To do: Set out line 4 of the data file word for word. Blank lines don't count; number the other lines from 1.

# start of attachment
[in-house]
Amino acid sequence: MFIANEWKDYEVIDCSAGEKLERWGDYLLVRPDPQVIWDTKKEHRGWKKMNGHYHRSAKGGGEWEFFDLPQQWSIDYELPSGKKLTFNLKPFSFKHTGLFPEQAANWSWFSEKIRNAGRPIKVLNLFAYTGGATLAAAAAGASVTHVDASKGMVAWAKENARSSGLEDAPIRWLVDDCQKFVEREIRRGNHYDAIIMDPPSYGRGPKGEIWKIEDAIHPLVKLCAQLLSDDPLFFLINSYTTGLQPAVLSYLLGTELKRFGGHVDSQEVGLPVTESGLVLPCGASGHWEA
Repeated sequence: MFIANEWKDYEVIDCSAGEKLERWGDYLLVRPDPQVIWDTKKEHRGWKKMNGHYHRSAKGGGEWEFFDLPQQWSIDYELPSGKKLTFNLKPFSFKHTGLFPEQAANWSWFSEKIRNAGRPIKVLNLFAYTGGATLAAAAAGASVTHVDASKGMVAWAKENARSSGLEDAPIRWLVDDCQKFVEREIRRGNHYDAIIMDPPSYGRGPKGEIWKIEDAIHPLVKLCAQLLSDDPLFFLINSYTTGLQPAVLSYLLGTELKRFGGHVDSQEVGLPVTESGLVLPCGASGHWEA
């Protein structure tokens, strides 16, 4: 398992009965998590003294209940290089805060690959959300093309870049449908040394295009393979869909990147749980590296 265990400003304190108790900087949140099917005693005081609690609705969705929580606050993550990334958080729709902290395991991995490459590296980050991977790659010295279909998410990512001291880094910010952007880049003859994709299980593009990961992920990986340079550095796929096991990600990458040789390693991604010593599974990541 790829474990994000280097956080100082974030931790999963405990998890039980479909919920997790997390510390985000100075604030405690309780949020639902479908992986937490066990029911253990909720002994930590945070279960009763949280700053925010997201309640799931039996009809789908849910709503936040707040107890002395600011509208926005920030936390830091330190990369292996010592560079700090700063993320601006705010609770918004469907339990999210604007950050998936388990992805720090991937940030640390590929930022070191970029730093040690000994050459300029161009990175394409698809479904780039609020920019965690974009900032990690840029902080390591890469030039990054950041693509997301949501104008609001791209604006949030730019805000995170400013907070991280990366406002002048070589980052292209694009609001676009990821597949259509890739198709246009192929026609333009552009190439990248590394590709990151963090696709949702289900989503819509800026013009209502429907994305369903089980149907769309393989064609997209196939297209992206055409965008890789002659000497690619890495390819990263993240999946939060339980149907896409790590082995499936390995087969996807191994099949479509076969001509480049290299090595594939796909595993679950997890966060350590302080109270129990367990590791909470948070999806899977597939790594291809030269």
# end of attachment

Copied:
């Protein structure tokens, strides 16, 4: 398992009965998590003294209940290089805060690959959300093309870049449908040394295009393979869909990147749980590296 265990400003304190108790900087949140099917005693005081609690609705969705929580606050993550990334958080729709902290395991991995490459590296980050991977790659010295279909998410990512001291880094910010952007880049003859994709299980593009990961992920990986340079550095796929096991990600990458040789390693991604010593599974990541 790829474990994000280097956080100082974030931790999963405990998890039980479909919920997790997390510390985000100075604030405690309780949020639902479908992986937490066990029911253990909720002994930590945070279960009763949280700053925010997201309640799931039996009809789908849910709503936040707040107890002395600011509208926005920030936390830091330190990369292996010592560079700090700063993320601006705010609770918004469907339990999210604007950050998936388990992805720090991937940030640390590929930022070191970029730093040690000994050459300029161009990175394409698809479904780039609020920019965690974009900032990690840029902080390591890469030039990054950041693509997301949501104008609001791209604006949030730019805000995170400013907070991280990366406002002048070589980052292209694009609001676009990821597949259509890739198709246009192929026609333009552009190439990248590394590709990151963090696709949702289900989503819509800026013009209502429907994305369903089980149907769309393989064609997209196939297209992206055409965008890789002659000497690619890495390819990263993240999946939060339980149907896409790590082995499936390995087969996807191994099949479509076969001509480049290299090595594939796909595993679950997890966060350590302080109270129990367990590791909470948070999806899977597939790594291809030269």